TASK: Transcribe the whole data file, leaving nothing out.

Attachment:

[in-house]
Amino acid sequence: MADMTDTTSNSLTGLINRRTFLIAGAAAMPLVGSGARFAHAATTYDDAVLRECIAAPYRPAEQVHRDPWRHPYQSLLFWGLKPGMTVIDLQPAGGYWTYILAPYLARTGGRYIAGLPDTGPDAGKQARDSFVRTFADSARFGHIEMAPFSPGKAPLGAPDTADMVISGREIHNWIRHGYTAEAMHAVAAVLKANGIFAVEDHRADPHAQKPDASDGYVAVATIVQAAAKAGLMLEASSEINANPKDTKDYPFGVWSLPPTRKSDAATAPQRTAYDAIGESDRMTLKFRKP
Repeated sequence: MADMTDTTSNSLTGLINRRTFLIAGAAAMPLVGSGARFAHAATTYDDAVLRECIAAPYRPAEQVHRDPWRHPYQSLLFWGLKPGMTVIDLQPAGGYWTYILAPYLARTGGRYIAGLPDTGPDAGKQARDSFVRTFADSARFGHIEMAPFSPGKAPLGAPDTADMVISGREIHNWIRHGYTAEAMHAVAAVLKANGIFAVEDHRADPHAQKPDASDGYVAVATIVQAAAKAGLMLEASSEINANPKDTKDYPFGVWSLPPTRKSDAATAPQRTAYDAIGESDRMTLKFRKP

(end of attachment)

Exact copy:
[in-house]
Amino acid sequence: MADMTDTTSNSLTGLINRRTFLIAGAAAMPLVGSGARFAHAATTYDDAVLRECIAAPYRPAEQVHRDPWRHPYQSLLFWGLKPGMTVIDLQPAGGYWTYILAPYLARTGGRYIAGLPDTGPDAGKQARDSFVRTFADSARFGHIEMAPFSPGKAPLGAPDTADMVISGREIHNWIRHGYTAEAMHAVAAVLKANGIFAVEDHRADPHAQKPDASDGYVAVATIVQAAAKAGLMLEASSEINANPKDTKDYPFGVWSLPPTRKSDAATAPQRTAYDAIGESDRMTLKFRKP
Repeated sequence: MADMTDTTSNSLTGLINRRTFLIAGAAAMPLVGSGARFAHAATTYDDAVLRECIAAPYRPAEQVHRDPWRHPYQSLLFWGLKPGMTVIDLQPAGGYWTYILAPYLARTGGRYIAGLPDTGPDAGKQARDSFVRTFADSARFGHIEMAPFSPGKAPLGAPDTADMVISGREIHNWIRHGYTAEAMHAVAAVLKANGIFAVEDHRADPHAQKPDASDGYVAVATIVQAAAKAGLMLEASSEINANPKDTKDYPFGVWSLPPTRKSDAATAPQRTAYDAIGESDRMTLKFRKP